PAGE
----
Thank you to our dedicated lab professionals for the vital role you play in healing our patients! Learn more about lab services at Washington Regional Medical Center.

The Importance of Getting Your Zzz’s

Sleep is an essential part of overall health at all stages of life – from babies to adults. That’s why the month of March is dedicated to bringing awareness to the importance of a good night’s sleep.

Forming healthy sleeping habits starts right away. Baby Sleep Day, observed annually on March 1, was created by the Pediatric Sleep Council just a few years ago to focus on the importance of a baby’s sleep. After all, when babies sleep well, parents are better rested.

As babies age, their sleep patterns and sleep needs change, and not all babies are able to create their own sleeping and waking patterns. According to the American Academy of Pediatrics, sleep issues affect 25 to 50 percent of children. You can help your newborn form these patterns with a consistent bedtime routine. Here are some helpful suggestions from Stanford Children’s Health.

Our pediatric experts at Plymouth Primary Care Rural Health Clinic are here to help. If you have questions about sleep patterns, co-sleeping or concerns about your baby’s sleep issues, let our doctors help and give us a call at 252-793-4500. Our team specializes in treating patients of all ages, including newborns, and are here to help answer any questions you may have.

And don’t ignore the importance of sleep for mom and dad. During Sleep Awareness Week, March 13-19, take a little time to  make sure you’re getting optimal sleep. You can learn more about the awareness week and get sleep tips from the National Sleep Foundation.

Recipe: Butternut Squash Alfredo

Craving pasta but tired of the usual staples? Here’s a new take on chicken alfredo using butternut squash noodles covered in a creamy, decadent sauce. Toss in some chicken and spinach and you’ve got a satisfying meal you’ll be telling your friends about:

Happy National Doctor’s Day

In 1933, Eudora Brown Almond, wife of Dr. Charles B. Almond, wanted to create a day to celebrate physicians like her husband. So, in Winder, Georgia on March 30, 1933, community members mailed greeting cards and placed flowers on graves of deceased doctors – marking the first observance of Doctor’s Day.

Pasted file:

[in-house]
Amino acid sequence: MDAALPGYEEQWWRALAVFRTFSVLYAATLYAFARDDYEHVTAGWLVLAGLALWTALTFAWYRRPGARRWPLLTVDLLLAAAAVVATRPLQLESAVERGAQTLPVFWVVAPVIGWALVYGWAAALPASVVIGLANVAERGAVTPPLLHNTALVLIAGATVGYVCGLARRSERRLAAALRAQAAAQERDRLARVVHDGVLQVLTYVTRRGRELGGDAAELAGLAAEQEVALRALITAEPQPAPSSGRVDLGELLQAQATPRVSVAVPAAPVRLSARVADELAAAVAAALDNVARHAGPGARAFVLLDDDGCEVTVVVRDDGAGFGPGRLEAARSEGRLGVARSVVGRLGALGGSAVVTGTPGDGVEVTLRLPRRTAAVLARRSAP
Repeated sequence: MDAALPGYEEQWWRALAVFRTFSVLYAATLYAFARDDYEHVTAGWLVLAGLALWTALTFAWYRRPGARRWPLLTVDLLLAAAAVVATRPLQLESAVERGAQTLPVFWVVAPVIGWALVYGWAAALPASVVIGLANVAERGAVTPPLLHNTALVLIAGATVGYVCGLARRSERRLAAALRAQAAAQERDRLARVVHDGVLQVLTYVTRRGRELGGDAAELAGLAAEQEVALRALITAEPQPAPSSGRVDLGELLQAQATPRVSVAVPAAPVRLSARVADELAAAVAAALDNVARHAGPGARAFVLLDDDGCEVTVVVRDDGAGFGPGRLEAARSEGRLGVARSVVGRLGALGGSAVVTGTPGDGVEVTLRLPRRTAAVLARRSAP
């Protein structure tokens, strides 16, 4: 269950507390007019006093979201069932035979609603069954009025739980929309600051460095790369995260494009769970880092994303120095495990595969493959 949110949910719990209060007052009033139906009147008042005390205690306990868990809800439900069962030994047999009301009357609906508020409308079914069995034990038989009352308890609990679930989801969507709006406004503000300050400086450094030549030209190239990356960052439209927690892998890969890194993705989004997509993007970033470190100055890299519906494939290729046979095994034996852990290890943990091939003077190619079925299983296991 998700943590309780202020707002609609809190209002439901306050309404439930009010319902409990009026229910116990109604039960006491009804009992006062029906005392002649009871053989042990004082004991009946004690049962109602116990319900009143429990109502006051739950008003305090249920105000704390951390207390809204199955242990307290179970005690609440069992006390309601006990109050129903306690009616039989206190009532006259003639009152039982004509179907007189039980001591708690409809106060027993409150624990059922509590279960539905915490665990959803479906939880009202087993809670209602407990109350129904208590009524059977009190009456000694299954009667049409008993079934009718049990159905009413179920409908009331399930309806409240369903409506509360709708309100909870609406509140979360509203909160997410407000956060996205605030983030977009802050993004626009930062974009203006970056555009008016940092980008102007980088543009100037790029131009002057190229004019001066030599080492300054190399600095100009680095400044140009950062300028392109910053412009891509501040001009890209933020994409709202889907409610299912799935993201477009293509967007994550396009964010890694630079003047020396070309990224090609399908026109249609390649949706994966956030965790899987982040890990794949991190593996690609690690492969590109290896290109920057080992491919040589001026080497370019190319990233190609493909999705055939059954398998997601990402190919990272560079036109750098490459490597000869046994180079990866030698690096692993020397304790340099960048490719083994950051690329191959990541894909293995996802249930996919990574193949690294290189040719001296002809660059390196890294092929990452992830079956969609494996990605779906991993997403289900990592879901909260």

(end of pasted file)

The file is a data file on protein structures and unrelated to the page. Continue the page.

Years later, on February 21, 1991, President George H.W. Bush designated March 30 as National Doctor’s Day. This day is used to honor our nation’s physicians for their dedication and leadership.

We are beyond grateful for our team of doctors who have been providing care in some of healthcare’s hardest circumstances, while facing a pandemic, supply shortages and blood shortages. We encourage you to take a moment to thank your WRMC doctor today or the next time you see them. One small thank you can make a big difference.

Could you have High Blood Pressure?

Nearly half of American adults have high blood pressure and many don’t even know it, according to the American Heart Association. It seems harmless, especially if you don’t have any symptoms. But uncontrolled high blood pressure can lead to more serious health problems, like heart attack or stroke.

High blood pressure, also called hypertension, is when the force of blood flowing through your blood vessels is consistently too high. Blood pressure is determined by the amount of blood your heart pumps and the amount of resistance to blood flow in your arteries. As explained by the Mayo Clinic, the more blood your heart pumps and the narrower your arteries, the higher your blood pressure.

Most people don’t have symptoms and are unaware they may have hypertension. However it’s easy to diagnose and there are several ways to control the condition to keep it from becoming more serious.

The most important step is knowing your numbers. Our team at Plymouth Primary Care Rural Health Clinic is here to take care of you. Schedule an appointment to get your blood pressure checked. If you do have high blood pressure, we’ll help you make a plan to better manage it.  Schedule an appointment by calling 252-793-4500 or requesting an appointment online.

As we recognize American Hearth Month this February, take some time to focus on your heart health. You can learn more at